4. Eliminating Periodic Password Changes: NIST advises against mandatory regular password changes unless there is a specific security concern. This is based on the observation that frequent changes lead to predictable patterns, reducing password strength. When users are not forced to change passwords frequently, they are more likely to create a strong, unique password and stick with it, as long as it remains secure.
  5. Increased Character Allowance: Encouraging longer passwords, the new guidelines suggest a minimum of eight characters while allowing up to 64 or more. This enables users to create passphrases, which are generally more secure and easier to remember. Longer passphrases, which are often unique sentences or combinations of words, are not only more secure but are also less likely to be reused across different platforms due to their specific and personal nature.
  6. Screening Against Blacklists: Passwords should be checked against lists of compromised or common passwords. This proactive measure ensures users avoid passwords that are already known to be insecure. If users reuse passwords, this will help organizations detect and remediate when their credentials have been compromised, allowing security teams to prevent breaches that could arise due to reused credential exposure from third-party sources.

The NIST guidelines reflect a deeper understanding of human behavior and the practicalities of password management. Organizations are encouraged to adopt these guidelines not just for compliance but for effective breach prevention. This change signifies a shift towards more user-friendly yet secure password practices, moving away from outdated methods that often resulted in weaker passwords.

Addressing Cultural References in Password Security

Popular trends, as evidenced by Taylor Swift’s impact on users’ password choices, bring to light the nuanced role of cultural references in password security. While incorporating celebrities or fictional characters into passwords doesn’t inherently compromise their strength, the real issue lies in their predictability and reusing these passwords across multiple platforms.

For organizations, the key lies in discerning when to include cultural references in their custom dictionary blocks (also known as ‘denylists’). This decision is context-dependent and should be informed by an understanding of patterns in previously compromised passwords. If an organization finds that its users frequently select passwords associated with specific cultural icons, especially if these passwords have been compromised in the past or have any relevance to the organization, it becomes prudent to prohibit these references. Simultaneously, organizations must weigh this approach against the inclusion of organization-specific terms, like location names, product names, or local sports teams, which could be just as predictable within certain industries or communities. Security teams should adopt a dynamic strategy for updating their custom dictionaries. This involves staying informed about both popular culture trends and the specific context of their industry or community.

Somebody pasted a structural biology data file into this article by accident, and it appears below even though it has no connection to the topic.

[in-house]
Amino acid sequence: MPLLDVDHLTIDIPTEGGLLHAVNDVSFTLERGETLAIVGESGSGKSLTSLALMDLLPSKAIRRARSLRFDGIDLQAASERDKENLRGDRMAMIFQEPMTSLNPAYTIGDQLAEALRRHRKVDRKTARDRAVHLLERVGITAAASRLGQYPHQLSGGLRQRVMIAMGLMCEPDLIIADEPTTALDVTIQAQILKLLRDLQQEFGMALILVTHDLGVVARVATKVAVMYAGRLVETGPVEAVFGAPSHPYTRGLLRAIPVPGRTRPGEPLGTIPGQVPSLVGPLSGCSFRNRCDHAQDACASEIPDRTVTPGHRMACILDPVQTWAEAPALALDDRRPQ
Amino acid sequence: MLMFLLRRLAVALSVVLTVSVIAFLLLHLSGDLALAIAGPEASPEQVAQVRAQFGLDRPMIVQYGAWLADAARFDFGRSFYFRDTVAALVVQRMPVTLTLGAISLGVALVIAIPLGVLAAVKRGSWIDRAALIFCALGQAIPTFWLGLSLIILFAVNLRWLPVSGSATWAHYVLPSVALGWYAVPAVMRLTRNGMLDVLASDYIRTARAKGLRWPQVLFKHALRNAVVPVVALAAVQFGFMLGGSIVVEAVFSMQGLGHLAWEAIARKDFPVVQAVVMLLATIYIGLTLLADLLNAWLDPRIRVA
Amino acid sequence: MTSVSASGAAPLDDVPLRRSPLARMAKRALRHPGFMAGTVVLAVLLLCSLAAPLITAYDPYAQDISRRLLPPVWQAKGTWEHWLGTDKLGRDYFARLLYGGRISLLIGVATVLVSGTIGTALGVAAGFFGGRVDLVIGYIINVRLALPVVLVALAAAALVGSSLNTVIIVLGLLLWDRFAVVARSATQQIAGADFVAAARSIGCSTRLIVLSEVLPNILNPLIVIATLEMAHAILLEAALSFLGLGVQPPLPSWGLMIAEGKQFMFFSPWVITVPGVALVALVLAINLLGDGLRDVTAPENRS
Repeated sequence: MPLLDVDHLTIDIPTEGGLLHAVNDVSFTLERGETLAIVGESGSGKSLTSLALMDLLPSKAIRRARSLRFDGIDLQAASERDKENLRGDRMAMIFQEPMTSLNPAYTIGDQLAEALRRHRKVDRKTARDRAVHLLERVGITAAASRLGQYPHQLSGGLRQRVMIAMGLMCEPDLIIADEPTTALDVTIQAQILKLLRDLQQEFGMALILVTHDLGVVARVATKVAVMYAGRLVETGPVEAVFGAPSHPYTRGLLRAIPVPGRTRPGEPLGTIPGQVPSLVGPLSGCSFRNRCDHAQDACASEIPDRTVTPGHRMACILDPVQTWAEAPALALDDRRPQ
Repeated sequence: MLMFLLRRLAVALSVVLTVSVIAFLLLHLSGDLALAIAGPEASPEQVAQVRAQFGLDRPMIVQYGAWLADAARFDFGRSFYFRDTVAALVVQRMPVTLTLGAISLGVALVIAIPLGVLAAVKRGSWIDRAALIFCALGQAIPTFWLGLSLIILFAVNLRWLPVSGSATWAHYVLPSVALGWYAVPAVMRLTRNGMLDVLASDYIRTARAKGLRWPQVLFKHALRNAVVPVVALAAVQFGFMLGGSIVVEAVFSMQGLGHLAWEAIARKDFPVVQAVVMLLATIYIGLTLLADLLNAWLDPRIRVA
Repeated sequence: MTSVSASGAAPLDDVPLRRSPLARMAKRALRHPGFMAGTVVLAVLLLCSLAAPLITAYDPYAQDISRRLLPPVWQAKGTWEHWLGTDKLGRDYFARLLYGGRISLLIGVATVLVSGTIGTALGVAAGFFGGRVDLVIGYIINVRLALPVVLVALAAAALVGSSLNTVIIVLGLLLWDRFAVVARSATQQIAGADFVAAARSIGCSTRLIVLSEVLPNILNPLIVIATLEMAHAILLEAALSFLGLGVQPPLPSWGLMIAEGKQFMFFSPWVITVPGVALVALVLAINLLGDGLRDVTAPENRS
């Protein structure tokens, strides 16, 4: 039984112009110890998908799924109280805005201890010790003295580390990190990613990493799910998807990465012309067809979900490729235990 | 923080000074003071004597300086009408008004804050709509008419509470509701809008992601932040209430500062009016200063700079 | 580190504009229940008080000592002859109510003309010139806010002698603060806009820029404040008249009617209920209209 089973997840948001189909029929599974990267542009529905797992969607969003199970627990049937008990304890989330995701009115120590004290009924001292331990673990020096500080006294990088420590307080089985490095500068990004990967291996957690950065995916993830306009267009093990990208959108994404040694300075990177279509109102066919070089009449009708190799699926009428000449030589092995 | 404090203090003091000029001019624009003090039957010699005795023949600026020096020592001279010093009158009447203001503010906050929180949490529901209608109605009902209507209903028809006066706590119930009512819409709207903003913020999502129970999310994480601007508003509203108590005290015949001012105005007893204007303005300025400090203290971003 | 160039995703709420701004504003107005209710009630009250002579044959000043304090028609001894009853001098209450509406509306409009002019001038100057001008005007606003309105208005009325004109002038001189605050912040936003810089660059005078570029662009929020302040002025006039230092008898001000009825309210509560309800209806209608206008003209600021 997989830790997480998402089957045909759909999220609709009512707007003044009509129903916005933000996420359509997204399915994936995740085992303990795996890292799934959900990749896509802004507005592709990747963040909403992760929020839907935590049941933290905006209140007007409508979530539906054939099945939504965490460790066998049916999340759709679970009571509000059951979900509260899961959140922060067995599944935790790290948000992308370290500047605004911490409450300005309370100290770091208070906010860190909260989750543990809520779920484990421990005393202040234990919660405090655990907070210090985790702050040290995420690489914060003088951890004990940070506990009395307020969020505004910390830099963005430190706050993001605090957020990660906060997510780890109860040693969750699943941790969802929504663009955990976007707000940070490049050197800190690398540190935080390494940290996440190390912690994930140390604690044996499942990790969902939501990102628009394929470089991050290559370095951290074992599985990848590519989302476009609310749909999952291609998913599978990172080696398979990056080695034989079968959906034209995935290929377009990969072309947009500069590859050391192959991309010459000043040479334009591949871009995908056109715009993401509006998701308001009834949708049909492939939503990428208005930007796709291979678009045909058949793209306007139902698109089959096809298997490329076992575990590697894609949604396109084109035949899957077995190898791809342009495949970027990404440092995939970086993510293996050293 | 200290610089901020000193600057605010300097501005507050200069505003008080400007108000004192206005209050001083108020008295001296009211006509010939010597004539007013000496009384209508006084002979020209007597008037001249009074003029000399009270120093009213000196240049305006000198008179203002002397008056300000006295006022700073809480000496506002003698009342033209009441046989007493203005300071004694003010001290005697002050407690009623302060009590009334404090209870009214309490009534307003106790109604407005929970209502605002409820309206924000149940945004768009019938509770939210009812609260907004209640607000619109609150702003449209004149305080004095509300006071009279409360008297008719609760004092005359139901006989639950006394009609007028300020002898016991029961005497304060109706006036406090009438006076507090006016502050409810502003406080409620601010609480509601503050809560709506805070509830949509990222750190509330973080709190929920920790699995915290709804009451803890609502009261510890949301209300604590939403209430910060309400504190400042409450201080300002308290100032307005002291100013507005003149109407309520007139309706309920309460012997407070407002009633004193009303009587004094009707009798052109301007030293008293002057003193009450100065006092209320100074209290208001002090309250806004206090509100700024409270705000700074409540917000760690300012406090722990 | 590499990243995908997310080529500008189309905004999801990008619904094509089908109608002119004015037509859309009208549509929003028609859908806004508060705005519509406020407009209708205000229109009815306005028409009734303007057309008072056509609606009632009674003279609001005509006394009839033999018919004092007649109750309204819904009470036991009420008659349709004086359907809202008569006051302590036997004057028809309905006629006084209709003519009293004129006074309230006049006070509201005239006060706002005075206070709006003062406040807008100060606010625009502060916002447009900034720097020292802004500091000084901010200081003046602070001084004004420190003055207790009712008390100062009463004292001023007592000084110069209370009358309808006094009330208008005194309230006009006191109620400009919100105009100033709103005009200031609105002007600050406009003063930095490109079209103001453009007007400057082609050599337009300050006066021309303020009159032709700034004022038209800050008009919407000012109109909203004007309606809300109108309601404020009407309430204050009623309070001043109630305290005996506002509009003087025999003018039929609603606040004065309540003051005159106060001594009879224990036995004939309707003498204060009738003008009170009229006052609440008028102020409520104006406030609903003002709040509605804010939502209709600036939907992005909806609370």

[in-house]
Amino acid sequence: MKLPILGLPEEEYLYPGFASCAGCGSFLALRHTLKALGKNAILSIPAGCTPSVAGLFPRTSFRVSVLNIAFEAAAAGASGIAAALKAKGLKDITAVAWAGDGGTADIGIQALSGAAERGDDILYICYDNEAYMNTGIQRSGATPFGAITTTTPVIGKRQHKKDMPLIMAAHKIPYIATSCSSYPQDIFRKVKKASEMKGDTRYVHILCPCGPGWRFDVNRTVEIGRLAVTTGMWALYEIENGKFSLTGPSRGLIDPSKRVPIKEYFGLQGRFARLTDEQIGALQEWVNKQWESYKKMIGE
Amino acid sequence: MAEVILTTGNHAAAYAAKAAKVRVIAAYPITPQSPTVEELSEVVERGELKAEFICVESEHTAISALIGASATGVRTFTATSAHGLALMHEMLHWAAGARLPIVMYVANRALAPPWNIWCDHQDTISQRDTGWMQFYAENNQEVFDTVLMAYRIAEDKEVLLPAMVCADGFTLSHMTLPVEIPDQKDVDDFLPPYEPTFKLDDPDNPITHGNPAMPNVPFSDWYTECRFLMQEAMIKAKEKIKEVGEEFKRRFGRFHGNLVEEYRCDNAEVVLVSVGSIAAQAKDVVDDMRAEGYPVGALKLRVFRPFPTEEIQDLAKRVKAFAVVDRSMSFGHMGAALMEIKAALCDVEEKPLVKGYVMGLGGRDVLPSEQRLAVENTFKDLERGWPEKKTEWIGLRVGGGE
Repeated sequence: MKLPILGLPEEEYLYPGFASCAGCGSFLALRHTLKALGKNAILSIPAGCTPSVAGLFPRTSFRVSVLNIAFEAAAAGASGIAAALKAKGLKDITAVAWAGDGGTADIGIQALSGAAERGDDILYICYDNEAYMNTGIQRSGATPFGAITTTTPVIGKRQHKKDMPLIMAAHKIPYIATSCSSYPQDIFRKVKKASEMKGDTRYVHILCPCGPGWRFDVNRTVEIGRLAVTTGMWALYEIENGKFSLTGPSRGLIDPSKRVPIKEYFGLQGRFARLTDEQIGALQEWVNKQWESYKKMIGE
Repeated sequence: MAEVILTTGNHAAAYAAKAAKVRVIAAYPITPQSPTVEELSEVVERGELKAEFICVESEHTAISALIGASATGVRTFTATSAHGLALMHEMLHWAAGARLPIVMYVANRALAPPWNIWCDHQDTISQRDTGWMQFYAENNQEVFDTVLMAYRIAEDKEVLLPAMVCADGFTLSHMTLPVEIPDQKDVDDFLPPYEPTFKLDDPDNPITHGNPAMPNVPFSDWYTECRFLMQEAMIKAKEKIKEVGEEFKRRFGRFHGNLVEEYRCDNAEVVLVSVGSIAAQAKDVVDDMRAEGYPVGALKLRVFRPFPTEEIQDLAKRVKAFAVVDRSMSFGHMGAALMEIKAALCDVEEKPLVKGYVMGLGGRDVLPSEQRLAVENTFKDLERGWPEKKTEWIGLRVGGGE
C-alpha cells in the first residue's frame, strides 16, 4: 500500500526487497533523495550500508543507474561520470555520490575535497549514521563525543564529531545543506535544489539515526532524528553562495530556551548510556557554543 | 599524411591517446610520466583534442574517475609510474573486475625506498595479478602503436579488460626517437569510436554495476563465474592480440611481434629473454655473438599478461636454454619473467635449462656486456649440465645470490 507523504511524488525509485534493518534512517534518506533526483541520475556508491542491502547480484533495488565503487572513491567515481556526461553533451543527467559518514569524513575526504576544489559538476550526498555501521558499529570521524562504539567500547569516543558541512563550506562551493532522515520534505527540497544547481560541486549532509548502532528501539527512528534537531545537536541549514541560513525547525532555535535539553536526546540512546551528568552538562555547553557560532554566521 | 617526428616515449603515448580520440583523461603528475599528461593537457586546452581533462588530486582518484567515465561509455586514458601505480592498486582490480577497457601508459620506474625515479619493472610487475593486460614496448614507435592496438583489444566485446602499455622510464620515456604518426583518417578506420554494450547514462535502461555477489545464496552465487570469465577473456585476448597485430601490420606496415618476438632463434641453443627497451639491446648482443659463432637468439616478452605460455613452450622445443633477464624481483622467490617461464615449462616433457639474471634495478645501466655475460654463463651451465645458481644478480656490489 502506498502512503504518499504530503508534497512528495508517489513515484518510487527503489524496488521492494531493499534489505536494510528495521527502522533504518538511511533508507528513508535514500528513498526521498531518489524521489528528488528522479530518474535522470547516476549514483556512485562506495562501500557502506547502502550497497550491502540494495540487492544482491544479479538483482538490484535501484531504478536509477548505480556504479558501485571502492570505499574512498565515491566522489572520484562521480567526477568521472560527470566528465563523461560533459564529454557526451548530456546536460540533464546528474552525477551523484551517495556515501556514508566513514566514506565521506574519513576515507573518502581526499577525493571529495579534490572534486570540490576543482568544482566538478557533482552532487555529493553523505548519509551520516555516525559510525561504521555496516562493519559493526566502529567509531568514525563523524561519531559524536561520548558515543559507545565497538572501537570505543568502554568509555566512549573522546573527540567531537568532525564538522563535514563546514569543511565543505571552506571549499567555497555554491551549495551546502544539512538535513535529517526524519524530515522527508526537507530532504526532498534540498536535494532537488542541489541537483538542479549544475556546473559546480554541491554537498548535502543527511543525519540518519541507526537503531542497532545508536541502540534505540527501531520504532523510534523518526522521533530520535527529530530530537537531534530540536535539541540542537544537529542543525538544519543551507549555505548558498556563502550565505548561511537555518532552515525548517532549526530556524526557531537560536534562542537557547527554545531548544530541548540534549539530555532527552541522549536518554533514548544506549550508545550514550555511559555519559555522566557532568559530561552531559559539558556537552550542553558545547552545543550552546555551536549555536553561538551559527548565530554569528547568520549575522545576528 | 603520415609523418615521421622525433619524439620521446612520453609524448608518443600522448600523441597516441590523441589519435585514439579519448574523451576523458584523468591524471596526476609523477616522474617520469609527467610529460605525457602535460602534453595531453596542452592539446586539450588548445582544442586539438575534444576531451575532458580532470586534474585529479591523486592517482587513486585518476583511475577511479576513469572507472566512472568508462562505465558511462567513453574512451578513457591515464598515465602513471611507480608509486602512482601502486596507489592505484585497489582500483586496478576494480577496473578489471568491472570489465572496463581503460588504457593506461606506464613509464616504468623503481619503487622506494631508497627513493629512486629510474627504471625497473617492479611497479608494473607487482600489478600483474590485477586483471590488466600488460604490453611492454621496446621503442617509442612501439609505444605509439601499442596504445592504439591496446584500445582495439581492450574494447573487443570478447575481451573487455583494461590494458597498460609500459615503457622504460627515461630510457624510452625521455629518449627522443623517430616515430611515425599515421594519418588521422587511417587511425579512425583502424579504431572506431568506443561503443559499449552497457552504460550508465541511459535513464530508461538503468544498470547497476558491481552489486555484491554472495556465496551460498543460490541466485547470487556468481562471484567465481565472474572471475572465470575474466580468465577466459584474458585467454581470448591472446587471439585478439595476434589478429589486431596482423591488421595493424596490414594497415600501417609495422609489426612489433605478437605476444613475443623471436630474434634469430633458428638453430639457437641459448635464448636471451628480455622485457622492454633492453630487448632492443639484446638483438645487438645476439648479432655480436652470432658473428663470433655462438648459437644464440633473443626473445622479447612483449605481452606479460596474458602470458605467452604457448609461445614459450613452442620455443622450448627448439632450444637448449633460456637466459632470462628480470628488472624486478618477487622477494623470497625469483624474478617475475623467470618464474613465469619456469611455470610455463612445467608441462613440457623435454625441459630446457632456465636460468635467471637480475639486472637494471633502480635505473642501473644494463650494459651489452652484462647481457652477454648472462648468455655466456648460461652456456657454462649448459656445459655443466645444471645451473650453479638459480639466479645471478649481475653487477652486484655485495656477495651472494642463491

Educating employees on secure password practices is crucial. This education should go beyond simply listing prohibited words; it should also provide insights into why certain words, even seemingly obscure ones, might pose security risks. Advanced password screening tools can be instrumental in this process, helping to identify both common cultural references and specific organizational terms during password creation or updates.

The Need for Stronger Password Hygiene

As organizations grapple with the nuances of password security, the key takeaway is the importance of balancing user-friendly policies with robust security measures. NIST’s updated guidelines, emphasizing ease of use while maintaining security, mark a significant shift in our approach to password management. Simultaneously, the need to consider cultural influences and organizational specifics in password policies underscores the complexity of securing digital identities in a world where pop culture and cybersecurity intersect unexpectedly. This emphasizes a key lesson for security teams: maintaining vigilance, flexibility, and strategic thinking is essential in staying ahead of cybersecurity threats, regardless of their often surprising origins.

 

AUTHOR


Josh Parsons

Josh is the Product Marketing Manager at Enzoic, where he leads the development and execution of strategies to bring innovative threat intelligence solutions to market. Outside of work, he can be found at the nearest bookstore or exploring the city’s local coffee scene.